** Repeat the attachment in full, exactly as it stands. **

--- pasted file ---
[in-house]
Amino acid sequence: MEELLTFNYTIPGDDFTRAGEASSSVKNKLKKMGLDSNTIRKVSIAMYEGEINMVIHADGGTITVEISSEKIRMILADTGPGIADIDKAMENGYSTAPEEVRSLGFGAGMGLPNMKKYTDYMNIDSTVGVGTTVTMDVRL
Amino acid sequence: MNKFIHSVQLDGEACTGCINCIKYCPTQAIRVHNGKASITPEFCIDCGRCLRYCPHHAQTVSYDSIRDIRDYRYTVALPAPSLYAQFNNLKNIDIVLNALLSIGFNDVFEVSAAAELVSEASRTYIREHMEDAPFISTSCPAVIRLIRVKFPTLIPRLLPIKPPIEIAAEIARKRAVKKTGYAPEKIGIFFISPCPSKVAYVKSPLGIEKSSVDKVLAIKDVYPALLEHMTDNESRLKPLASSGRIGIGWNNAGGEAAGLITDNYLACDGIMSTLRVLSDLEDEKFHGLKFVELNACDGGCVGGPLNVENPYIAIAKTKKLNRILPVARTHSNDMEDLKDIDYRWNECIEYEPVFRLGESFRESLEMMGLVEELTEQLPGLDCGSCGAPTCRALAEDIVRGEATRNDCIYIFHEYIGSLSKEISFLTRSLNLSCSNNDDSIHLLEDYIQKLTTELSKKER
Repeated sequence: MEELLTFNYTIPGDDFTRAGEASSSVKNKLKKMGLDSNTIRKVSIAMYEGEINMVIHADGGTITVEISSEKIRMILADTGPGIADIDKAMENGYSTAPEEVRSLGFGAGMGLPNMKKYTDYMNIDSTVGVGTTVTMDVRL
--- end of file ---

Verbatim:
[in-house]
Amino acid sequence: MEELLTFNYTIPGDDFTRAGEASSSVKNKLKKMGLDSNTIRKVSIAMYEGEINMVIHADGGTITVEISSEKIRMILADTGPGIADIDKAMENGYSTAPEEVRSLGFGAGMGLPNMKKYTDYMNIDSTVGVGTTVTMDVRL
Amino acid sequence: MNKFIHSVQLDGEACTGCINCIKYCPTQAIRVHNGKASITPEFCIDCGRCLRYCPHHAQTVSYDSIRDIRDYRYTVALPAPSLYAQFNNLKNIDIVLNALLSIGFNDVFEVSAAAELVSEASRTYIREHMEDAPFISTSCPAVIRLIRVKFPTLIPRLLPIKPPIEIAAEIARKRAVKKTGYAPEKIGIFFISPCPSKVAYVKSPLGIEKSSVDKVLAIKDVYPALLEHMTDNESRLKPLASSGRIGIGWNNAGGEAAGLITDNYLACDGIMSTLRVLSDLEDEKFHGLKFVELNACDGGCVGGPLNVENPYIAIAKTKKLNRILPVARTHSNDMEDLKDIDYRWNECIEYEPVFRLGESFRESLEMMGLVEELTEQLPGLDCGSCGAPTCRALAEDIVRGEATRNDCIYIFHEYIGSLSKEISFLTRSLNLSCSNNDDSIHLLEDYIQKLTTELSKKER
Repeated sequence: MEELLTFNYTIPGDDFTRAGEASSSVKNKLKKMGLDSNTIRKVSIAMYEGEINMVIHADGGTITVEISSEKIRMILADTGPGIADIDKAMENGYSTAPEEVRSLGFGAGMGLPNMKKYTDYMNIDSTVGVGTTVTMDVRL